Chemistry of hyaluronic acidHyaluronic acid is a polymer whose unit consits of D-Glucuronic acid and N-Acetyl Glucosamine. Hyaluronic acid chains
can be up to 25,000 units long or even longer; their molecular weight ranging from about 5,000 to 20,000,000 Da.
Hyaluronic acid is synthesized by the enzymes called hyaluronan synthases. Humans have at least three types of hyaluronic acid synthases: HAS1, HAS2, and HAS3. HAS1 and HAS2 synthases produce high molecular weight HA whereas HAS3 produces low molecular weight HA. Hyaluronic acid is degraded by the enzymes called hyaluronidases, of which there also appear to be several types.
Hyaluronic acid and skin physiologyHyaluronic acid has many functions throughout the body, especially in the connective tissue. In the skin, some of its known roles are the following:
Holding moistureIncreasing viscosity and reducing permeability of extracellular fluidContributing to mechanical resilience and suppleness of the skinRegulation of tissues repairRegulation of movement and proliferation of cellsRegulation of immune and inflammatory responsesIt is important to note that physiological effects of hyaluronic acid depend to a large degree on the size (molecular weight) of its chains. In particular, relatively small HA molecules (weighing less than about 20,000 Da) appear to trigger the early phases of wound healing, including activation of various types of immune cells and inflammatory responses. This is understandable. Considering that tissue injury would typically result in increased degradation of extracellular matrix (and HA in particular), it makes sense that the degradation fragments (i.e. small size HA fragments) would act as indicators of injury and trigger wound healing. On the other hand, large HA molecules appear to suppress local immune response and inflammation. By the similar logic, the predominance of large HA molecules sends a signal that the skin is intact and defense and/or repair are not required.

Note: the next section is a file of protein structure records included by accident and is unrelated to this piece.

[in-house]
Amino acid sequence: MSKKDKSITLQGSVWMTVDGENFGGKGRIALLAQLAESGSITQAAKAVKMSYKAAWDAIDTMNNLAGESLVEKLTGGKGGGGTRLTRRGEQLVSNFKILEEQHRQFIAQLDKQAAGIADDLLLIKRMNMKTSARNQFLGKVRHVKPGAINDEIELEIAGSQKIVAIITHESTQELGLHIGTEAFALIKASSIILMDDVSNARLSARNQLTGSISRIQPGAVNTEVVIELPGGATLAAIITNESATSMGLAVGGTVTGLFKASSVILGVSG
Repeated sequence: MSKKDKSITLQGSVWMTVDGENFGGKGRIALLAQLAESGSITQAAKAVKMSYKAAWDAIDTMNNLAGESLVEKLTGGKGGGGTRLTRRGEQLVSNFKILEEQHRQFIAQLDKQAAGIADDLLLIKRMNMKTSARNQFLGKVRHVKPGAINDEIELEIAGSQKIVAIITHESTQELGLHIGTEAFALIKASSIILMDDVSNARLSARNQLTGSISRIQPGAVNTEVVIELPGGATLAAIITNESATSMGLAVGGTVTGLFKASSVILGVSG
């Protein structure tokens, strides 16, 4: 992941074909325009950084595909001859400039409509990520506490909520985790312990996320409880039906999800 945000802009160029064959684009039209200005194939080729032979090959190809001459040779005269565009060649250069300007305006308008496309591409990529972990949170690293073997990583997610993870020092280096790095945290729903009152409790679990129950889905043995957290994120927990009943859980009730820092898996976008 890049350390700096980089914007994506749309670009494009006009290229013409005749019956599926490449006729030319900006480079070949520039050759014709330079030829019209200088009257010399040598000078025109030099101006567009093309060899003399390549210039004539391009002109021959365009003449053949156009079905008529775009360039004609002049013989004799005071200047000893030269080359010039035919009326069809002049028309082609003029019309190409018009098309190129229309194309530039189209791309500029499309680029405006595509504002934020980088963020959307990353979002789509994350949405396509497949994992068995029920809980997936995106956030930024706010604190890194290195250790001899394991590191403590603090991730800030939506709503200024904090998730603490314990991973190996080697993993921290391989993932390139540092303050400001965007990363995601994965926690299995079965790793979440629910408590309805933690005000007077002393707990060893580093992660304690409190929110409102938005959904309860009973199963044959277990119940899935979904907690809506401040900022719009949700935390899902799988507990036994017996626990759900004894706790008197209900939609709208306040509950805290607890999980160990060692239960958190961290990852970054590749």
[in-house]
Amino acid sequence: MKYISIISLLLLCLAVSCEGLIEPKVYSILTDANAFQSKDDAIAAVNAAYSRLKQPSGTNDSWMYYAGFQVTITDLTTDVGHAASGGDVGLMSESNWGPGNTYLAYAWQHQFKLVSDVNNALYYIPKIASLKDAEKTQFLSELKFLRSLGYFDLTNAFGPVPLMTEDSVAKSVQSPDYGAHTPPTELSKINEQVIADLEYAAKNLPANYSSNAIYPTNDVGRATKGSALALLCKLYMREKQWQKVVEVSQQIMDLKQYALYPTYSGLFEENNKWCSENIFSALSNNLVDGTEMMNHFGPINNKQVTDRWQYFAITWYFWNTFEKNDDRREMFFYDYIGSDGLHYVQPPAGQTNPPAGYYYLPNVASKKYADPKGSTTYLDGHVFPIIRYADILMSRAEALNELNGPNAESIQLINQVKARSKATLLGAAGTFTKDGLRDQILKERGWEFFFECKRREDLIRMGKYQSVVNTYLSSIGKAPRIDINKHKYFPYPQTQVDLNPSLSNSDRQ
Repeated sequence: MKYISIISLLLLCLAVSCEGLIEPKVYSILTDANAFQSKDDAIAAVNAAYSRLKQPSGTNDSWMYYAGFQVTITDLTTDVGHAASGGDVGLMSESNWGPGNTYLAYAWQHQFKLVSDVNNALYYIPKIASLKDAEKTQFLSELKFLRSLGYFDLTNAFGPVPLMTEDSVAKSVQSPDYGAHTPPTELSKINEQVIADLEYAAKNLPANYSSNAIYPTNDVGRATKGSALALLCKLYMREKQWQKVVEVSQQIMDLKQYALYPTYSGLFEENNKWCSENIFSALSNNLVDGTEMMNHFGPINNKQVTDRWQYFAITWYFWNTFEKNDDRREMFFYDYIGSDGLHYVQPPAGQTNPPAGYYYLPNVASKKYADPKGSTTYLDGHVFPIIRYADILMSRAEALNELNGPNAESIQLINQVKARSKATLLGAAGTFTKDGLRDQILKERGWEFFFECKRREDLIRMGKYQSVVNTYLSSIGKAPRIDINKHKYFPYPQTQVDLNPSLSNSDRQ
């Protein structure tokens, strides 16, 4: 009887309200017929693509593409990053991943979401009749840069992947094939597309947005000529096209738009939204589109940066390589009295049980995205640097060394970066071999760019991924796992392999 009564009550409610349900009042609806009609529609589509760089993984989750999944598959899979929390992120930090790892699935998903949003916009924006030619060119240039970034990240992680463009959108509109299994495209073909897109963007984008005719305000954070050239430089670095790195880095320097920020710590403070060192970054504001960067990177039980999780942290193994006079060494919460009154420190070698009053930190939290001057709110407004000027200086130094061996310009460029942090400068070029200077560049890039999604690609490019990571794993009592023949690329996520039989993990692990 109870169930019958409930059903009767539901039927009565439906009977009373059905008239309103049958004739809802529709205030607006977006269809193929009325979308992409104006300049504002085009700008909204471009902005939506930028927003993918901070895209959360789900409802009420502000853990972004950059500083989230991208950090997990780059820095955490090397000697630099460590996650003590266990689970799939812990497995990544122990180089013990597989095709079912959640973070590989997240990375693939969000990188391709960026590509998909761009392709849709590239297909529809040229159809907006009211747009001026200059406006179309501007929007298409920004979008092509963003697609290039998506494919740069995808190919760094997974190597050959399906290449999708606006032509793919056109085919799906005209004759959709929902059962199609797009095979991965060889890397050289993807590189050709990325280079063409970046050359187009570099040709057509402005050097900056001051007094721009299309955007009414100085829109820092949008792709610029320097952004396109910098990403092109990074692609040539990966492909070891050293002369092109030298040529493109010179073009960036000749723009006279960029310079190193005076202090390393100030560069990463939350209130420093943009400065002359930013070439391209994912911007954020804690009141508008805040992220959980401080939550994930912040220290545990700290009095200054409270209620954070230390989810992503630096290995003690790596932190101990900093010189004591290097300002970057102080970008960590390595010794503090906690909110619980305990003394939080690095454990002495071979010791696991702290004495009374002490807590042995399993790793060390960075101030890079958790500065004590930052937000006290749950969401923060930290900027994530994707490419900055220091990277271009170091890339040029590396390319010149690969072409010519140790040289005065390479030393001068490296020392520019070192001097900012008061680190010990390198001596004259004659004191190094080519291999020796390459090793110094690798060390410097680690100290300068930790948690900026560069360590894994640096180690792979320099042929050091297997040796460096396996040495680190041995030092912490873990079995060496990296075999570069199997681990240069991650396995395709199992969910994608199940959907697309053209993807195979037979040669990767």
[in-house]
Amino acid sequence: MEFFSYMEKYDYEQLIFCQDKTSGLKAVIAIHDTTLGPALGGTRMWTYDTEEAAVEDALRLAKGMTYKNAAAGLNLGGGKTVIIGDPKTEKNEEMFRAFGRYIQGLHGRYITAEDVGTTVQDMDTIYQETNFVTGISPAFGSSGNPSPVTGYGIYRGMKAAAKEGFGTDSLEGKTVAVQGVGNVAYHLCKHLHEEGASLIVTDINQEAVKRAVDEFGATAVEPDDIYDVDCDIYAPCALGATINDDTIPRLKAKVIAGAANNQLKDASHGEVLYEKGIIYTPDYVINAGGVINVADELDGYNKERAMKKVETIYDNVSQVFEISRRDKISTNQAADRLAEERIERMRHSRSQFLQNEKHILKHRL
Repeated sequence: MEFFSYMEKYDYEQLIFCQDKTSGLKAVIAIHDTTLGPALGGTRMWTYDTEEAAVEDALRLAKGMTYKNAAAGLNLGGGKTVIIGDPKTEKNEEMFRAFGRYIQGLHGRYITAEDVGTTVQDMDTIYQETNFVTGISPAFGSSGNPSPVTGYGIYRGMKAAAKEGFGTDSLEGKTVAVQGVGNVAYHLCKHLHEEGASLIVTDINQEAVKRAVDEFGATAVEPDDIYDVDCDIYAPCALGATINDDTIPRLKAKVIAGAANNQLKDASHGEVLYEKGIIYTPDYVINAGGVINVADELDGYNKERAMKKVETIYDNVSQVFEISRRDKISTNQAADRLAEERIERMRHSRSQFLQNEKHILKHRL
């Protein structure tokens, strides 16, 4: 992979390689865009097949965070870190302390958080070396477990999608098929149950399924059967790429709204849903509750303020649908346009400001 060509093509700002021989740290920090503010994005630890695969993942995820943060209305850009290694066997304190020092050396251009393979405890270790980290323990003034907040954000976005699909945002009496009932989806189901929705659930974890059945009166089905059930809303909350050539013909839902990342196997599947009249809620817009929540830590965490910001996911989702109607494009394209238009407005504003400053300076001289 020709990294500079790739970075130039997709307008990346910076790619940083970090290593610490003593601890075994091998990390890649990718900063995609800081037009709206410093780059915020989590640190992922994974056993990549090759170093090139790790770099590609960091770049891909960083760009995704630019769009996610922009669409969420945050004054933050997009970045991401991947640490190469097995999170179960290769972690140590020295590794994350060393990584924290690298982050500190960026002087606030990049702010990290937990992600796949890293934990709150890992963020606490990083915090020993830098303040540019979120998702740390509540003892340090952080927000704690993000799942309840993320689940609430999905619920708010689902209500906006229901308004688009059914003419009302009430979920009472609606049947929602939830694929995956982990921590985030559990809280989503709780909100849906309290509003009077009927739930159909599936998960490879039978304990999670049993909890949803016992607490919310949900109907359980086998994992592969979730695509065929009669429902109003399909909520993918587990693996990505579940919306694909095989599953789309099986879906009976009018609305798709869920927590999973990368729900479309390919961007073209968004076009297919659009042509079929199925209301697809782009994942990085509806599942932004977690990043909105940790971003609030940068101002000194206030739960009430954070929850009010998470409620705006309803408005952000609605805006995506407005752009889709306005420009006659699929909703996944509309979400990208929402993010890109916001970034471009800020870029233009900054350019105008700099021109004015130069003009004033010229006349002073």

Hyaluronic acid and agingThe skin content of hyaluronic acid decreases with age (after peaking in adolescence or early adulthood). This contributes to the loss of moisture; the skin becomes thinner and less supple. The loss of HA may also impair the skin's ability to repair itself and possibly affects the synthesis and deposition pattern of other skin matrix components.